If you were tall enough, maybe you could have even seen over all the roofs of crossovers and SUVs at the LA auto show this year making their North American debuts. Maybe you spotted a new Lambo or Aston, however unlikely. Anyway, now that we’re done with the showstars — the Alfa Stelvio and Jag I-Pace — we can move along to the also-rans and believe it or not they’re not all crossovers.

 

Subaru VIZIV-7

Well, this one is… Subaru is tired of playing the niche game, and the VIZIV-7 concept demonstrates Fuji Heavy Industries’ (the parent company) outlook for the mainstream future. And it’s big. No, really, we mean big — the VIZIV-7 is a three-row seven-seater that’s longer than that 2017 Toyota Land Cruiser wheels tested last week, and also wider with a longer wheelbase. If anything, it’s definitely living up to the name Fuji Heavy Industries. The Japanese say a production version is scheduled for 2018.

2017 Mazda CX-5

First launched in 2012, and premiering Mazda’s Kodo design language and Skyactiv drivetrain tech, the CX-5 is now due a mid-life update and just in time for the LA show. This core model for the Hiroshima brand — CX-5 accounts for a quarter of Mazda’s total annual production with 1.2 million sales to date — promises to offer more driving involvement (and it’s already one of the few crossovers that are fun to drive) and includes Mazda’s i-Activsense suite of safety kit.

Chevrolet Colorado ZR2

Since the industry’s horsepower war has conscripted trucks and SUVs too (see our Alfa Stelvio story on page 14), we’re now fortunate enough to have choices on the market as absurdly fun as the Ford Raptor and the million-dirham Mercedes-Benz G 500 4x4 Squared. Chevrolet, however, went against the grain and premiered a mid-size pick-up with more off-road tech packed in than anything else in the segment, claims the company. The Colorado ZR2 features F1 know-how in its fancy spool-valve dampers, and electronic-locking differentials front and rear, and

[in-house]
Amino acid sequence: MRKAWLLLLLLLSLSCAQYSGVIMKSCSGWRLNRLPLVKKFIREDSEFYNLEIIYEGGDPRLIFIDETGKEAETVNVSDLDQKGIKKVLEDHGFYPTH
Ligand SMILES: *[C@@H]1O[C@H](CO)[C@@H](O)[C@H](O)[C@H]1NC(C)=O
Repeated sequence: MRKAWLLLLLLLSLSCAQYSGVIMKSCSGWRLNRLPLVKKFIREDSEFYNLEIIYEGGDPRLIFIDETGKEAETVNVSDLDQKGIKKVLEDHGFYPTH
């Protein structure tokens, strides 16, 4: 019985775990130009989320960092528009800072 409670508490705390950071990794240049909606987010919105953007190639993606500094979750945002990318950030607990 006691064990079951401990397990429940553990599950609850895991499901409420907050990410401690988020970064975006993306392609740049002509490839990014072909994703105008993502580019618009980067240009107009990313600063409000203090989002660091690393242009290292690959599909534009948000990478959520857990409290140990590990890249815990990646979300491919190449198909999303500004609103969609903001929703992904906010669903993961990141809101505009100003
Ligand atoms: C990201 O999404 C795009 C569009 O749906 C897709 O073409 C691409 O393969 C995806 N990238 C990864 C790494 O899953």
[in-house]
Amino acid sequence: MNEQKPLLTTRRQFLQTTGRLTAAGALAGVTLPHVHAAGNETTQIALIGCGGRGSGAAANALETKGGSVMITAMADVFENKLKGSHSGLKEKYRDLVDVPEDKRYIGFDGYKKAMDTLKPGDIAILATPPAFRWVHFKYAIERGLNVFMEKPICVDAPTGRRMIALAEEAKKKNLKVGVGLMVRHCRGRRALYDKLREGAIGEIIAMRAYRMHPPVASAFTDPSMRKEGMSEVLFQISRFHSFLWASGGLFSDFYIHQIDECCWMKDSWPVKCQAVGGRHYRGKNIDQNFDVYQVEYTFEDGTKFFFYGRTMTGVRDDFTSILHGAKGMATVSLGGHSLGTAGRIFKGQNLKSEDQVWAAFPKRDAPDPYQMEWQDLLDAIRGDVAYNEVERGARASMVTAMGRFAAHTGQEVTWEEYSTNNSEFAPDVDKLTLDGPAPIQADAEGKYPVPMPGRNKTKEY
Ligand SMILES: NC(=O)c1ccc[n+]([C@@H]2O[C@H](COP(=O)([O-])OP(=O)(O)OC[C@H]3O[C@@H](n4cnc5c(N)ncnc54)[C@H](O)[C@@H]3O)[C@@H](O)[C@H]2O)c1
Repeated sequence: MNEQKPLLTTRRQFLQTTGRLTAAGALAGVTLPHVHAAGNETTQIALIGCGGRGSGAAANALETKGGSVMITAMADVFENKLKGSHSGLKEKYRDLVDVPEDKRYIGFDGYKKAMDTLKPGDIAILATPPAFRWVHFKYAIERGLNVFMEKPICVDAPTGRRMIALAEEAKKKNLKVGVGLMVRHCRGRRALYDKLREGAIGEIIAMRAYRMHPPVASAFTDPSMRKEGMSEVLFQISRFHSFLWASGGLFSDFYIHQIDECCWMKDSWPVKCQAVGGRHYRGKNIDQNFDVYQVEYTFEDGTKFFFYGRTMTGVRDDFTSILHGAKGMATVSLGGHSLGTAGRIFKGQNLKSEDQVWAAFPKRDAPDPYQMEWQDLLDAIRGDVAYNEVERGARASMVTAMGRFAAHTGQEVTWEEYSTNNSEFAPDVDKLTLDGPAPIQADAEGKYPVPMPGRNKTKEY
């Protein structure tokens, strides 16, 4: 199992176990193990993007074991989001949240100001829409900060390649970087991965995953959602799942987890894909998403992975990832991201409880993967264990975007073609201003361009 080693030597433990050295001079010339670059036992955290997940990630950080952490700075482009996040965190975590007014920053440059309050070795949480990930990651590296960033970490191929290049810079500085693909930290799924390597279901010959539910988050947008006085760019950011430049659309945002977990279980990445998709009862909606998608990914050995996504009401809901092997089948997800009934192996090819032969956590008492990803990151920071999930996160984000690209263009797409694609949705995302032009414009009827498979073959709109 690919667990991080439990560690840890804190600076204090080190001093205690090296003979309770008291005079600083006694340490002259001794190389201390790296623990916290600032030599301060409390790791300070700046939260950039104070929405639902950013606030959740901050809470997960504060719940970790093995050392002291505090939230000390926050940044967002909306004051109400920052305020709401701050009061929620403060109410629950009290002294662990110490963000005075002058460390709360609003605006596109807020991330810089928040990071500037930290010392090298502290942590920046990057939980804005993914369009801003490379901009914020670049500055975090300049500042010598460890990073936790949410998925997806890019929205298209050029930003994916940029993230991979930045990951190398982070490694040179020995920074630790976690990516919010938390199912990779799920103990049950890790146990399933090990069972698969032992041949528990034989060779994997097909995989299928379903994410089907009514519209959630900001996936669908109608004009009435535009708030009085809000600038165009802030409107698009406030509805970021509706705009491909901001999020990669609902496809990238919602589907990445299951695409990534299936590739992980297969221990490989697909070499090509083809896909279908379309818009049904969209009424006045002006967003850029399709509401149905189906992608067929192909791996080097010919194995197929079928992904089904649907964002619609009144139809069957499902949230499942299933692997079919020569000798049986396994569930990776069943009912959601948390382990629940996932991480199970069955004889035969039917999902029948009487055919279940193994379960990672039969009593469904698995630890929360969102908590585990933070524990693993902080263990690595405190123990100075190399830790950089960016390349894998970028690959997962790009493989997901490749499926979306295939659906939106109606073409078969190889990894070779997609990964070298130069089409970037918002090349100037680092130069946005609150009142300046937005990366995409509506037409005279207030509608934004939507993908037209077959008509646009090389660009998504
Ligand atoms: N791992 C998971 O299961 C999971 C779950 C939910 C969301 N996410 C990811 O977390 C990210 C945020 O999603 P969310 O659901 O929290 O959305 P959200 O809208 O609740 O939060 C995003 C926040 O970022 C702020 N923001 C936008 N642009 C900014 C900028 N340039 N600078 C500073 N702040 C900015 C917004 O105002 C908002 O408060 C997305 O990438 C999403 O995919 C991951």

no less than nine drive modes.

Mercedes-Maybach S 650 Cabriolet

When Mercedes resurrected the Maybach brand in 2002 it projected 2,000 sales a year and half of that in the US alone, and then failed abysmally, shutting down the brand by 2013. During that time the highest take in the US annually was just 156 cars sold in 2007. Maybach is now a trim line so to speak, and this S 650 Cabriolet is the brand’s first ever drop-top, and it’s also a tarted up S 65, featuring the 621bhp 6.0-litre V12 twin-turbo engine and they’ve wisely toned down expectations, limiting production to just
300 examples…

1957 Jaguar XKSS

Meanwhile, west down Wilshire Boulevard away from the LA auto show and towards the world renowned Peterson Automotive Museum, Jaguar unveiled a ‘new original’ 1957 XKSS, hand-built and one of nine to be delivered to lucky (and very wealthy) owners from the beginning of 2017. Famously, in 1957 nine cars to be built for the American market were lost in a fire at Jaguar’s old Browns Lane factory In 1957, so six decades later Jaguar Classic’s engineers worked with the original frames and original D-Type 262bhp straight-six engines (slanted to fit under the low-slung bodywork and topped with triple Webers) to recreate the magic in period spec.